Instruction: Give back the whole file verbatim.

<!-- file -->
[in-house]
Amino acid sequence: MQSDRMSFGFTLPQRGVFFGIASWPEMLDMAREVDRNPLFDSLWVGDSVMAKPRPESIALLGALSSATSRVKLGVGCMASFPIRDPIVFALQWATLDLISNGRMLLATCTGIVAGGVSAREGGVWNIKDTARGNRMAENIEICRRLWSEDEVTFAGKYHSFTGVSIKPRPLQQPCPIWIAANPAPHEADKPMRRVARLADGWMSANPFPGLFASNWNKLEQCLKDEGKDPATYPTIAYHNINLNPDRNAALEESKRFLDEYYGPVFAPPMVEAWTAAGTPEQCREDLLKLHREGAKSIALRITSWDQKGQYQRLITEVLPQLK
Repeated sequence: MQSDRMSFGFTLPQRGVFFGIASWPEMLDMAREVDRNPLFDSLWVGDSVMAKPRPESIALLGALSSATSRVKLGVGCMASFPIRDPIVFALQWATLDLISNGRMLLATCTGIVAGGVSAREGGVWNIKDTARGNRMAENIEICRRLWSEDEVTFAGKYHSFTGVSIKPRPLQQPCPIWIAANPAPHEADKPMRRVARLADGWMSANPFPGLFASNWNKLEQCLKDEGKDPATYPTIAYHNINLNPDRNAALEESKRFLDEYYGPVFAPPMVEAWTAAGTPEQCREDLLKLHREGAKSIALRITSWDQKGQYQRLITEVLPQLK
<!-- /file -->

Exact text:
[in-house]
Amino acid sequence: MQSDRMSFGFTLPQRGVFFGIASWPEMLDMAREVDRNPLFDSLWVGDSVMAKPRPESIALLGALSSATSRVKLGVGCMASFPIRDPIVFALQWATLDLISNGRMLLATCTGIVAGGVSAREGGVWNIKDTARGNRMAENIEICRRLWSEDEVTFAGKYHSFTGVSIKPRPLQQPCPIWIAANPAPHEADKPMRRVARLADGWMSANPFPGLFASNWNKLEQCLKDEGKDPATYPTIAYHNINLNPDRNAALEESKRFLDEYYGPVFAPPMVEAWTAAGTPEQCREDLLKLHREGAKSIALRITSWDQKGQYQRLITEVLPQLK
Repeated sequence: MQSDRMSFGFTLPQRGVFFGIASWPEMLDMAREVDRNPLFDSLWVGDSVMAKPRPESIALLGALSSATSRVKLGVGCMASFPIRDPIVFALQWATLDLISNGRMLLATCTGIVAGGVSAREGGVWNIKDTARGNRMAENIEICRRLWSEDEVTFAGKYHSFTGVSIKPRPLQQPCPIWIAANPAPHEADKPMRRVARLADGWMSANPFPGLFASNWNKLEQCLKDEGKDPATYPTIAYHNINLNPDRNAALEESKRFLDEYYGPVFAPPMVEAWTAAGTPEQCREDLLKLHREGAKSIALRITSWDQKGQYQRLITEVLPQLK